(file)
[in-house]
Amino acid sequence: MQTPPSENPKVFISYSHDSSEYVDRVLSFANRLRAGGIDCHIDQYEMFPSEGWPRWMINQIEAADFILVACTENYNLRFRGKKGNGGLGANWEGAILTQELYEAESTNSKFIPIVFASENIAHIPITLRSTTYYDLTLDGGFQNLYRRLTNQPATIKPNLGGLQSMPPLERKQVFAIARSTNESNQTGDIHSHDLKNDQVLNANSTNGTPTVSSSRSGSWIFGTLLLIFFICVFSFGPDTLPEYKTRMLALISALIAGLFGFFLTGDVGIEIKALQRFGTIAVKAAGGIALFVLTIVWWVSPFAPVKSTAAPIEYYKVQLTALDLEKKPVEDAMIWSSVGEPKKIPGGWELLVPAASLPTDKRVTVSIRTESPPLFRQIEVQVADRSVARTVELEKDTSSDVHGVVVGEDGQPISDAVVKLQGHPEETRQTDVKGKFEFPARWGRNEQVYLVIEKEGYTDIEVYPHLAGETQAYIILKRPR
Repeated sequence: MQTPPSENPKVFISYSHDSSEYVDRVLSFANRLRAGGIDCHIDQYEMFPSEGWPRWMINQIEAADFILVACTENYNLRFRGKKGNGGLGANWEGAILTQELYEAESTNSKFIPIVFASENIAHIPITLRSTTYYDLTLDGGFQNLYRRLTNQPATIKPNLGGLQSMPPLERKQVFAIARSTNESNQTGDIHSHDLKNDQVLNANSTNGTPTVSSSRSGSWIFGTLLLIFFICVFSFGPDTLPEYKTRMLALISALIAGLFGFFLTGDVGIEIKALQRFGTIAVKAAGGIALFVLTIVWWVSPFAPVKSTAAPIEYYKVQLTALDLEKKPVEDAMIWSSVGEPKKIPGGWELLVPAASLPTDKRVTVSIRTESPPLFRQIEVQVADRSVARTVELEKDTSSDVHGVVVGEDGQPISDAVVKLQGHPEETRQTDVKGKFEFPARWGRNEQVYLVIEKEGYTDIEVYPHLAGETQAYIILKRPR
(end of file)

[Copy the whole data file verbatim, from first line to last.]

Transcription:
[in-house]
Amino acid sequence: MQTPPSENPKVFISYSHDSSEYVDRVLSFANRLRAGGIDCHIDQYEMFPSEGWPRWMINQIEAADFILVACTENYNLRFRGKKGNGGLGANWEGAILTQELYEAESTNSKFIPIVFASENIAHIPITLRSTTYYDLTLDGGFQNLYRRLTNQPATIKPNLGGLQSMPPLERKQVFAIARSTNESNQTGDIHSHDLKNDQVLNANSTNGTPTVSSSRSGSWIFGTLLLIFFICVFSFGPDTLPEYKTRMLALISALIAGLFGFFLTGDVGIEIKALQRFGTIAVKAAGGIALFVLTIVWWVSPFAPVKSTAAPIEYYKVQLTALDLEKKPVEDAMIWSSVGEPKKIPGGWELLVPAASLPTDKRVTVSIRTESPPLFRQIEVQVADRSVARTVELEKDTSSDVHGVVVGEDGQPISDAVVKLQGHPEETRQTDVKGKFEFPARWGRNEQVYLVIEKEGYTDIEVYPHLAGETQAYIILKRPR
Repeated sequence: MQTPPSENPKVFISYSHDSSEYVDRVLSFANRLRAGGIDCHIDQYEMFPSEGWPRWMINQIEAADFILVACTENYNLRFRGKKGNGGLGANWEGAILTQELYEAESTNSKFIPIVFASENIAHIPITLRSTTYYDLTLDGGFQNLYRRLTNQPATIKPNLGGLQSMPPLERKQVFAIARSTNESNQTGDIHSHDLKNDQVLNANSTNGTPTVSSSRSGSWIFGTLLLIFFICVFSFGPDTLPEYKTRMLALISALIAGLFGFFLTGDVGIEIKALQRFGTIAVKAAGGIALFVLTIVWWVSPFAPVKSTAAPIEYYKVQLTALDLEKKPVEDAMIWSSVGEPKKIPGGWELLVPAASLPTDKRVTVSIRTESPPLFRQIEVQVADRSVARTVELEKDTSSDVHGVVVGEDGQPISDAVVKLQGHPEETRQTDVKGKFEFPARWGRNEQVYLVIEKEGYTDIEVYPHLAGETQAYIILKRPR